On December 12, 2012, Quantopian.com was attacked. Our monitoring software alerted us while the attack was still in progress. We quickly assessed the situation, and just before 10 p.m. EST., took the site offline.
This locked everyone - including the attacker – out of the site. After carefully reviewing the event logs, we know the attacker was able to see certain portions of our file system, which processes were running and other similar information. We also know the attacker did not gain access to our database or any member information. The review also exposed the vector used to access the site (an exploit of I/O functions of the scientific libraries we support). The attacker was exploring those functions and “seeing what he could see” when we shut him down.
Once we were certain of the attack’s extent, we updated our site to share what information we had. We then began addressing the security hole. The Quantopian team has worked together to understand and address the vulnerability, review and improve our security measures and test the changes.
The fix required that we modify how we evaluate algorithms before running them. Part of that evaluation includes a “blacklist.” We now more aggressively reject potentially dangerous code based on a more comprehensive blacklist. The expanded blacklist was only one of our changes.
We improved our intrusion monitoring, increased the sensitivity of our alerting mechanisms and implemented a more secure method of launching new servers. We also changed the account that accesses our codebase, changed the permission levels of the account; pre-emptively rotated the passwords on our databases, services, etc.; and made several adjustments to our code and processes.
This attack also forced a change to the Quantopian API: data.open and data.close have been replaced by data.open_price and data.close_price.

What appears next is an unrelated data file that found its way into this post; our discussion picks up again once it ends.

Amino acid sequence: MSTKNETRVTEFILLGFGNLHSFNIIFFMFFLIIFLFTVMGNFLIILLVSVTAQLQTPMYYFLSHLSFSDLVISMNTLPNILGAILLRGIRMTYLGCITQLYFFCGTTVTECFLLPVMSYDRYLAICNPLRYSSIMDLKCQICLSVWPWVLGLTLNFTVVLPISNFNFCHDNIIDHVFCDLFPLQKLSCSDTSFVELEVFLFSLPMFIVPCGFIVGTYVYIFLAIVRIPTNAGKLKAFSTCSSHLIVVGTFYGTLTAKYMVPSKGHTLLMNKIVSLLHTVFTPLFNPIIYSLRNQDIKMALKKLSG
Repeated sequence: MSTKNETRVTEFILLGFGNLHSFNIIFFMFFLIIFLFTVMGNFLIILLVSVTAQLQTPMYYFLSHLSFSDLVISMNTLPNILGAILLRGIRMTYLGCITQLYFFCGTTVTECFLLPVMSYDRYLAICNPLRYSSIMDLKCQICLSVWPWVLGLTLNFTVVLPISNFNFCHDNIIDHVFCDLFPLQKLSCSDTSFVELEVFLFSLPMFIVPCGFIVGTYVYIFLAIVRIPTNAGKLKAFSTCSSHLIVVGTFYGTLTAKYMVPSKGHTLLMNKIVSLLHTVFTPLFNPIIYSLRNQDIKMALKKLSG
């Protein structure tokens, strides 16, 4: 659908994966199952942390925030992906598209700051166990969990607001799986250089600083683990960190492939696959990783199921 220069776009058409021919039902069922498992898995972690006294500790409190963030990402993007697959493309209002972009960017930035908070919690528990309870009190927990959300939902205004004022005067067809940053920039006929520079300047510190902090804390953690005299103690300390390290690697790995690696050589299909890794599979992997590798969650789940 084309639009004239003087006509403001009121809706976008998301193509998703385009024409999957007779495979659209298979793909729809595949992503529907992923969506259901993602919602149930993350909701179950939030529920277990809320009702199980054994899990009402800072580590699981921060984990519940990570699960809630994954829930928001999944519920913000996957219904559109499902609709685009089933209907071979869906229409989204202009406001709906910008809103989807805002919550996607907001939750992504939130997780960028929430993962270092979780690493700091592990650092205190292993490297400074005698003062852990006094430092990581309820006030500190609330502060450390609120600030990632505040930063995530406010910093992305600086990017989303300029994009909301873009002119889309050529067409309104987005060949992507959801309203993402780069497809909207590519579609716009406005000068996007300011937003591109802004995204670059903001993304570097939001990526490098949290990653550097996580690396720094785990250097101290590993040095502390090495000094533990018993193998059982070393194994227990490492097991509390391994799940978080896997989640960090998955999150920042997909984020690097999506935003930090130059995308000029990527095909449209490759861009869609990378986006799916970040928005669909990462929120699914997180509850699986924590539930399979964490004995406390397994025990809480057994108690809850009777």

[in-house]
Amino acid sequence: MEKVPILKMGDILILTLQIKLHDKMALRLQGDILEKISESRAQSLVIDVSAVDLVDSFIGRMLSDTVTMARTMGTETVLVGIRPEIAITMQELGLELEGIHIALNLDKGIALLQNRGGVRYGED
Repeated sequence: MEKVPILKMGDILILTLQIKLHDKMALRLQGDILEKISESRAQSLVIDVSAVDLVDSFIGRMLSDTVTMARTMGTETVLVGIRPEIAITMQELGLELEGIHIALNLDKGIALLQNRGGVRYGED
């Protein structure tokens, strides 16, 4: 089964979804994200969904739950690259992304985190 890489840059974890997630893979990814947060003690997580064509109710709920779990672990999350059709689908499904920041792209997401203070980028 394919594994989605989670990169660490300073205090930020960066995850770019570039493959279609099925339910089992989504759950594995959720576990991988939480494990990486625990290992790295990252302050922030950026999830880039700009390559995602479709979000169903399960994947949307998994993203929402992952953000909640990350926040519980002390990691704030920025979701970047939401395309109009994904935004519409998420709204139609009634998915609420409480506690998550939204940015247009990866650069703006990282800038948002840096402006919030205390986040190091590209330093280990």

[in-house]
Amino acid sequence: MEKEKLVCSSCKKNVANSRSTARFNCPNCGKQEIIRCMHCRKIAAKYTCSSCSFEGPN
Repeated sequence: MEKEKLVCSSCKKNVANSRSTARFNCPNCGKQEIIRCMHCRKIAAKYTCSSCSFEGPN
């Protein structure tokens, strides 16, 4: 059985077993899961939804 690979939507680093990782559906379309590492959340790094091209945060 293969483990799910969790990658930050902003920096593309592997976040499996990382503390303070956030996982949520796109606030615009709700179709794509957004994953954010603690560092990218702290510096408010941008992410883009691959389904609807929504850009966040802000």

The site was brought back up only when we were fully confident that we could provide a secure experience for our community.
When we launched Quantopian, we knew the site would be a target for hackers. Because Quantopian includes the ability to run visitor-authored Python code, we are a particularly tempting target. From the beginning, we have continuously maintained and regularly upgraded our security measures. We were able to detect and react to this attack as quickly as we did because of the protections already in place. We regularly re-evaluate our security plans and will continue to harden our security measures. With this attack in mind, we have accelerated our plans and will significantly strengthen our security in the coming weeks.
The protection of our members’ intellectual property is one of our core promises and one we take very seriously. We want you, our members, to trust us with your intellectual property. Trust is earned, and it is earned in part by being transparent. We are sharing the information about this attack – and our reaction - to meet our promise of transparency. In the coming days, we also will provide a more detailed postmortem of the event.
We know that members share our concern and commitment to security. If you have any advice, information, questions or criticisms regarding our security measures we welcome them through our forums or via email at firstname.lastname@example.org.
Thank you for your patience, understanding and continued trust. You are always welcome to reach me personally at email@example.com.
CEO and Founder